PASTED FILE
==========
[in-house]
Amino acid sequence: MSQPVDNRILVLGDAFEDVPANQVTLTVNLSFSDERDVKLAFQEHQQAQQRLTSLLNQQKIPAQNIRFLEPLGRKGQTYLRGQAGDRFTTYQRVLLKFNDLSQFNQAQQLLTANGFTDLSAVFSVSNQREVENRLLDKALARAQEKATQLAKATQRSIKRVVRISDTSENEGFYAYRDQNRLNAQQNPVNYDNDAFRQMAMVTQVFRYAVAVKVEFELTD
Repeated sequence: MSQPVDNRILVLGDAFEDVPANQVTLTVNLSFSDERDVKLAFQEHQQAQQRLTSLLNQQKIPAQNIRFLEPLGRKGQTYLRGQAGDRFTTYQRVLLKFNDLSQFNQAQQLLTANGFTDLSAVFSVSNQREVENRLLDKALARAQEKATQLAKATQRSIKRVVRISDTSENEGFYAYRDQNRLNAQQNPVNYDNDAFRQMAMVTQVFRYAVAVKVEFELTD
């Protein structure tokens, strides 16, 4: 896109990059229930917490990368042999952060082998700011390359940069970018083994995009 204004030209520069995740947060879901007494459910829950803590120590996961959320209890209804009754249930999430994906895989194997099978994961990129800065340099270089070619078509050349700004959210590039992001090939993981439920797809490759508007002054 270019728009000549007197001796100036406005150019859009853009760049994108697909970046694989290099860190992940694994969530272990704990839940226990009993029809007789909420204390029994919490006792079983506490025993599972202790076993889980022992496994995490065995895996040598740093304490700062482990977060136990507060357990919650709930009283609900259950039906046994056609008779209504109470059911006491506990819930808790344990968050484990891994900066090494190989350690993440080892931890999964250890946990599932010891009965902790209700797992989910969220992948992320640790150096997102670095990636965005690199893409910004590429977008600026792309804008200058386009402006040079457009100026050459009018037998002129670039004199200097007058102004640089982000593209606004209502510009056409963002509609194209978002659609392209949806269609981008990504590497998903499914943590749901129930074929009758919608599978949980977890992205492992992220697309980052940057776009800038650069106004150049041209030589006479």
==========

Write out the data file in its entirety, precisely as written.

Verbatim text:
[in-house]
Amino acid sequence: MSQPVDNRILVLGDAFEDVPANQVTLTVNLSFSDERDVKLAFQEHQQAQQRLTSLLNQQKIPAQNIRFLEPLGRKGQTYLRGQAGDRFTTYQRVLLKFNDLSQFNQAQQLLTANGFTDLSAVFSVSNQREVENRLLDKALARAQEKATQLAKATQRSIKRVVRISDTSENEGFYAYRDQNRLNAQQNPVNYDNDAFRQMAMVTQVFRYAVAVKVEFELTD
Repeated sequence: MSQPVDNRILVLGDAFEDVPANQVTLTVNLSFSDERDVKLAFQEHQQAQQRLTSLLNQQKIPAQNIRFLEPLGRKGQTYLRGQAGDRFTTYQRVLLKFNDLSQFNQAQQLLTANGFTDLSAVFSVSNQREVENRLLDKALARAQEKATQLAKATQRSIKRVVRISDTSENEGFYAYRDQNRLNAQQNPVNYDNDAFRQMAMVTQVFRYAVAVKVEFELTD
């Protein structure tokens, strides 16, 4: 896109990059229930917490990368042999952060082998700011390359940069970018083994995009 204004030209520069995740947060879901007494459910829950803590120590996961959320209890209804009754249930999430994906895989194997099978994961990129800065340099270089070619078509050349700004959210590039992001090939993981439920797809490759508007002054 270019728009000549007197001796100036406005150019859009853009760049994108697909970046694989290099860190992940694994969530272990704990839940226990009993029809007789909420204390029994919490006792079983506490025993599972202790076993889980022992496994995490065995895996040598740093304490700062482990977060136990507060357990919650709930009283609900259950039906046994056609008779209504109470059911006491506990819930808790344990968050484990891994900066090494190989350690993440080892931890999964250890946990599932010891009965902790209700797992989910969220992948992320640790150096997102670095990636965005690199893409910004590429977008600026792309804008200058386009402006040079457009100026050459009018037998002129670039004199200097007058102004640089982000593209606004209502510009056409963002509609194209978002659609392209949806269609981008990504590497998903499914943590749901129930074929009758919608599978949980977890992205492992992220697309980052940057776009800038650069106004150049041209030589006479």